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Shane Gibson Keynote Speaker | Social Selling | Sales Trainer | Social Media Strategy

Posts Categorized / Blogathon 2008

  • Jul 26 / 2008
  • Comments Off on Guest Blog by Bill Gibson (South Africa)
Blogathon 2008, Sales Articles, Sales Blog, Sales Training

Guest Blog by Bill Gibson (South Africa)

Sales Triggers:

There are often other factors that help trigger the buying process. By spotting these factors in situations, you immediately become aware of a need, want, or desire. Within your industry, it is important to know what these factors or motivations are and how these factors could trigger specific buying motives.

Examples:
1. Someone just received a promotion
2. Money has just been won or inherited
3. There is an addition to the family
4. Just bought a house
5. Just moved
6. It is a birthday or anniversary
7. There has just been an amalgamation of companies
8. There is a new executive team
9. Someone has passed away
10. The market has gone for a dive and business is tough
11. Centralizing or decentralizing of a company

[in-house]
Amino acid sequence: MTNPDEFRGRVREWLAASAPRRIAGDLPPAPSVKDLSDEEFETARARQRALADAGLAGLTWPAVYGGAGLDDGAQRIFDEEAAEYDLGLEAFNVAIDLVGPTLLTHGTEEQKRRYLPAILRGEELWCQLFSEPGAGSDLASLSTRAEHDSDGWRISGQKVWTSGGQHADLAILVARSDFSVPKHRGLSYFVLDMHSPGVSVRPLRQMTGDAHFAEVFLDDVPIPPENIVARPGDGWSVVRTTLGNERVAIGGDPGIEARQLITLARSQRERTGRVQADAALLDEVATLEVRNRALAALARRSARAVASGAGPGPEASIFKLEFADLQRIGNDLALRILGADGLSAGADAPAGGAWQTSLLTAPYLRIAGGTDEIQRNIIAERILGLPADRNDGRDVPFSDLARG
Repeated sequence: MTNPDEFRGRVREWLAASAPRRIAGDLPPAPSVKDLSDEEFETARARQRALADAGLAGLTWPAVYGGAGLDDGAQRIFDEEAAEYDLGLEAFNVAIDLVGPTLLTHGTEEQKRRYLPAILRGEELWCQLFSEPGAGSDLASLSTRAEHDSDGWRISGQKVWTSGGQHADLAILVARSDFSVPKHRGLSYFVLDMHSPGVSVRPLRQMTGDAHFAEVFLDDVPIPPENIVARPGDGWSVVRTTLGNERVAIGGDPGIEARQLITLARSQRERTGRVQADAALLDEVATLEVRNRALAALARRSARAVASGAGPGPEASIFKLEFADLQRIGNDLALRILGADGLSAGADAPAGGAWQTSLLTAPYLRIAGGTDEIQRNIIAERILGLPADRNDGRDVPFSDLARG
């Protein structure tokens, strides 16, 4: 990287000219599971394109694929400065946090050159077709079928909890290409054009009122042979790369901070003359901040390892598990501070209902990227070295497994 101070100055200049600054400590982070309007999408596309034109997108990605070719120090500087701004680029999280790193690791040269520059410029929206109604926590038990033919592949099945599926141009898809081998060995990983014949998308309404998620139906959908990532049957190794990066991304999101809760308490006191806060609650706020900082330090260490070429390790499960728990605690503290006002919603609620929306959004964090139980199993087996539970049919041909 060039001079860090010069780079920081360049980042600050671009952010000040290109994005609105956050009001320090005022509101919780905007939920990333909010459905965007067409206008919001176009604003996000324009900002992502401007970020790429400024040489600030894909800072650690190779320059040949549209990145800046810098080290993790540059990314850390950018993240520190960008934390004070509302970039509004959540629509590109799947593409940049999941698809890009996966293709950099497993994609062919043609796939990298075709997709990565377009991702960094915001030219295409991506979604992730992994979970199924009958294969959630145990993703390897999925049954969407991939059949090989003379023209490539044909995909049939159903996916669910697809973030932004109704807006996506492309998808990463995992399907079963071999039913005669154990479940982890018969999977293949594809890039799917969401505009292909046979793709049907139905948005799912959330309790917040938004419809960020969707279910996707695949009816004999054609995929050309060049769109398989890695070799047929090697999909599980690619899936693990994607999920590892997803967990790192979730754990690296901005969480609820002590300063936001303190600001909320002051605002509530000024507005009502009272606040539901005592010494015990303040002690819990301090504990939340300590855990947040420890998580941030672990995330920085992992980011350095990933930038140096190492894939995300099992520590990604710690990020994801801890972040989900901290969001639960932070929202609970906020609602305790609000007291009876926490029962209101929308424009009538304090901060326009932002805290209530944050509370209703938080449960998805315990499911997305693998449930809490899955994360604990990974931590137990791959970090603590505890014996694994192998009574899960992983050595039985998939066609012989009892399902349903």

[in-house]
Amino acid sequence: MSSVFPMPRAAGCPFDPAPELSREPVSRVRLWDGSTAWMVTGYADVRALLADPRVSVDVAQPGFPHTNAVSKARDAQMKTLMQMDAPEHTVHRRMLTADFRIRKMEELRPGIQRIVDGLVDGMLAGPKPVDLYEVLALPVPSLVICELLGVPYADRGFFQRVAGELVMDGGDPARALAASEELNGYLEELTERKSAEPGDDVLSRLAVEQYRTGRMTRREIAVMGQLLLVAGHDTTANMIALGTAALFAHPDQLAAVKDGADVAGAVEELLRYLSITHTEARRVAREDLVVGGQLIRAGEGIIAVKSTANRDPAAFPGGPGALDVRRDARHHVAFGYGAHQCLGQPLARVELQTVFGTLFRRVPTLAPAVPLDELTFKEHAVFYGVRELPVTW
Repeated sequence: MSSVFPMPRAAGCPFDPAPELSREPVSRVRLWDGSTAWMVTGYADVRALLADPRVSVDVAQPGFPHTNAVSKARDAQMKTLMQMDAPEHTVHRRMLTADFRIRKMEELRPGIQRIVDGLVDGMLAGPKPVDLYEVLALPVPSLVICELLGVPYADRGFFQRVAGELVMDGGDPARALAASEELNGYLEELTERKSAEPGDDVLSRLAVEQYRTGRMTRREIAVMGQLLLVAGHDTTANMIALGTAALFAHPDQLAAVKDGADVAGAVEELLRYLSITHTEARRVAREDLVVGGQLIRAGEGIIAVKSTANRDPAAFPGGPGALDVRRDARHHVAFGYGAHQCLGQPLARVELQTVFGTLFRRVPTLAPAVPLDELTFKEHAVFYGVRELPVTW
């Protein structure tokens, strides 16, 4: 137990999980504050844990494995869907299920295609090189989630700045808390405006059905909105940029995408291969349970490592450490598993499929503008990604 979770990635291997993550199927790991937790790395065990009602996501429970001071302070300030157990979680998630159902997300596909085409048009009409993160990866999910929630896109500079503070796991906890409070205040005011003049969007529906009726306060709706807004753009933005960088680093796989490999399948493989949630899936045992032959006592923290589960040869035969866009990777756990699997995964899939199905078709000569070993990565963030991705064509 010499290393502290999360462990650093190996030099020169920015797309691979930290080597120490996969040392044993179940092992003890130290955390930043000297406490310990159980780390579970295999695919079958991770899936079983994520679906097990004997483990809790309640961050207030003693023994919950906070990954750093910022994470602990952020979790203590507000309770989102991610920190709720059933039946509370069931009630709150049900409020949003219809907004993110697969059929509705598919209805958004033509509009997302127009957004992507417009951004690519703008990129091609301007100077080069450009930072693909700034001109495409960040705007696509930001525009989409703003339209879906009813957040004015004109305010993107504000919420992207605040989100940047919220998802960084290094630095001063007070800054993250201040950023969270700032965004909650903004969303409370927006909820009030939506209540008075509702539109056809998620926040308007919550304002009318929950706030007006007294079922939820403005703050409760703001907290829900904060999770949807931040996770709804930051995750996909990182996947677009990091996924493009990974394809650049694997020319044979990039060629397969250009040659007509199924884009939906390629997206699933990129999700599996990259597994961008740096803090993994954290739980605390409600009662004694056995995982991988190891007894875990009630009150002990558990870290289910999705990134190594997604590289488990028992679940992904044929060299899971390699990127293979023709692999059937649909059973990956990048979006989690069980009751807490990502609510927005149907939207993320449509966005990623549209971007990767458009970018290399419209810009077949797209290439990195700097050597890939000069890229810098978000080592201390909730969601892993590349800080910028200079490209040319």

12. New budget year coming up
13. A land mark. A 50th anniversary or 21st birthday
14. A wedding
15. Move to a new building
16. Just secured a major contract or was awarded a huge project
17. Share price dropped
18. Has decided to start exporting
19. News headline that scares people
7-12 Principles of Selling
20. Special time of year – Religious Holidays, Summer Vacation
21. A heavy snow fall
22. A heat wave
23. A cold snap
24. A new face
25. A new law has been introduced
26. A change in government
27. A new growth trend
28. A market switching quickly from one item or system to another
29. Person or company reaching a different status level
30. A new competitor has moved on to the scene
31. Someone recently started a business
32. A new area is being developed
33. Someone recently got fit, lost weight, new look
34. A celebration, for example a big sports win!
35. A company has lost its position in the market place
36. A company has gained a higher position in the market
37. Government de-regulations of crown corporations (parastatals—a company
or agency owned or controlled wholly or partly by the government)
38. A natural disaster
39. A crime wave
40. A huge event … Olympics, Expo, World Cup etc.
41. An industry boom, i.e. tourism
42. Someone received poor service from a competitor